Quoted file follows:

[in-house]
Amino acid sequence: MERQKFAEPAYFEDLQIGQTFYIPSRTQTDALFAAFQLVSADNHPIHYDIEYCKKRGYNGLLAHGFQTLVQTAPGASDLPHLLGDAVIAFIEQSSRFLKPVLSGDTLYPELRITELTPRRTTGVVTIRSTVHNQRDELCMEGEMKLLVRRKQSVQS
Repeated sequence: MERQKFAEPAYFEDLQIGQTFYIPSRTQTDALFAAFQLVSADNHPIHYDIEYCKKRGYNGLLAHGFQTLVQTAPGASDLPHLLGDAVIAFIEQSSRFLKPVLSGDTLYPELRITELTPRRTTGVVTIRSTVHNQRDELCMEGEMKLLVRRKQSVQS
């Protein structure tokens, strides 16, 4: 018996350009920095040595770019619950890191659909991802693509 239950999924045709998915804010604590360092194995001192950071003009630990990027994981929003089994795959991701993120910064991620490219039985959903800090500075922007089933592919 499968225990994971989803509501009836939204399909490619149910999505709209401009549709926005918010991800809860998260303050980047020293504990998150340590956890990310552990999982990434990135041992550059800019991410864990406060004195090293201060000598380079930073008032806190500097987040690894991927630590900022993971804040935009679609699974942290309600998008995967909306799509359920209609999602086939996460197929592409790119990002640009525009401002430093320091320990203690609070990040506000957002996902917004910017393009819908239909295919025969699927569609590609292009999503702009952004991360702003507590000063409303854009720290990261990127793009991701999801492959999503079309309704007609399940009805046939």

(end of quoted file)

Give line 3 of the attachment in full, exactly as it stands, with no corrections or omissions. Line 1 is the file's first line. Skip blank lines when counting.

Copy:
Repeated sequence: MERQKFAEPAYFEDLQIGQTFYIPSRTQTDALFAAFQLVSADNHPIHYDIEYCKKRGYNGLLAHGFQTLVQTAPGASDLPHLLGDAVIAFIEQSSRFLKPVLSGDTLYPELRITELTPRRTTGVVTIRSTVHNQRDELCMEGEMKLLVRRKQSVQS